For PREVIOUS REVIEWS- Click on MYSTERY PEOPLE below -
Monday, 2 September 2013
‘The Governor’s Wife’ by Mark Gimenez
One purpose of fiction, I’ve long believed, is to highlight and illustrate truths which might get writers of factual books and the more ethical kind of journalist into trouble.
Sometimes, especially in genre fiction, the illustration is overly coloured and dramatic – but then fiction does tend to home in on crisis points in the characters’ lives, so a grain of truth surely remains.
Enter Mark Gimenez, who has already been hailed as a worthy successor to John Grisham and Scott Turow for his earlier novels which lifted the lid on aspects of the American legal system. In The Governor’s Wife, he opens a window on to politics, especially the Republican variety.
His is a biased view; his graphic descriptions of Latino poverty, set against the opulent lifestyle of his high-flyer politician protagonist, make no bones about that. But somehow it all springs to vivid life in a way which grips the attention as it appals.
Political polemic it isn’t. First and foremost it’s a rattling good page-turner of a story set against a starkly distinctive landscape in which the climate is as extreme as the contrasts between rich and poor. There’s a high body count, action hot on the heels of drama and a high-octane climax in which cosmic justice is dispensed all round. The characters are larger than life: the women are all beautiful, the men are either six-foot-plus heroes or smart and cunning. And when the still-honourable governor’s wife leaves the luxurious mansion paid for by her ambitious husband’s abandonment of the high principles she loved him for, and goes to work as a nurse in the state’s poorest strip of land, the message come across loud and clear.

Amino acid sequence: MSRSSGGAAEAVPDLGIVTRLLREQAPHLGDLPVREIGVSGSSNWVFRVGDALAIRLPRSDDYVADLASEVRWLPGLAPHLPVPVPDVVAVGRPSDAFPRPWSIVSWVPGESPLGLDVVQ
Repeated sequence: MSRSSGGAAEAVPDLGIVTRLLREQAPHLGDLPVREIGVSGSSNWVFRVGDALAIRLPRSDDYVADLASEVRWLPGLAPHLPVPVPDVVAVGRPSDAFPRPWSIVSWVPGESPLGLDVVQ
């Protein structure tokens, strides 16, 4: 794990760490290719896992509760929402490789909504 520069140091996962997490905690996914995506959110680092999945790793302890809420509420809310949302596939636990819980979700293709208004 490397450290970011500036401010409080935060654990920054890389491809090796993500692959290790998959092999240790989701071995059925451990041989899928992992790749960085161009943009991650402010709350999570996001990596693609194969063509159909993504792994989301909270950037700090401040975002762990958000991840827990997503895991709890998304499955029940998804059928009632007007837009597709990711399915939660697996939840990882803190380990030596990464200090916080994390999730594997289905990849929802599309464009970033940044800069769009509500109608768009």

Plenty of tough and intriguing questions are posed along the way, giving this fast-paced, exhilarating narrative an extra dimension. Read it and you’ll never regard American politics in quite the same light again.
Reviewer: Lynne Patrick
Mark Gimenez is an author and lawyer from Texas. He specializes in the thriller genre writing, especially legal thrillers. His first novel, The Color of Law, was a New York Times bestseller. He also runs his own solo law practice
Lynne Patrick has been a writer ever since she could pick up a pen, and has enjoyed success with short stories, reviews and feature journalism, but never, alas, with a novel. She crossed to the dark side to become a publisher for a few years, and is proud to have launched several careers which are now burgeoning.
She lives on the edge of rural Derbyshire in a house groaning with books, about half of them crime fiction.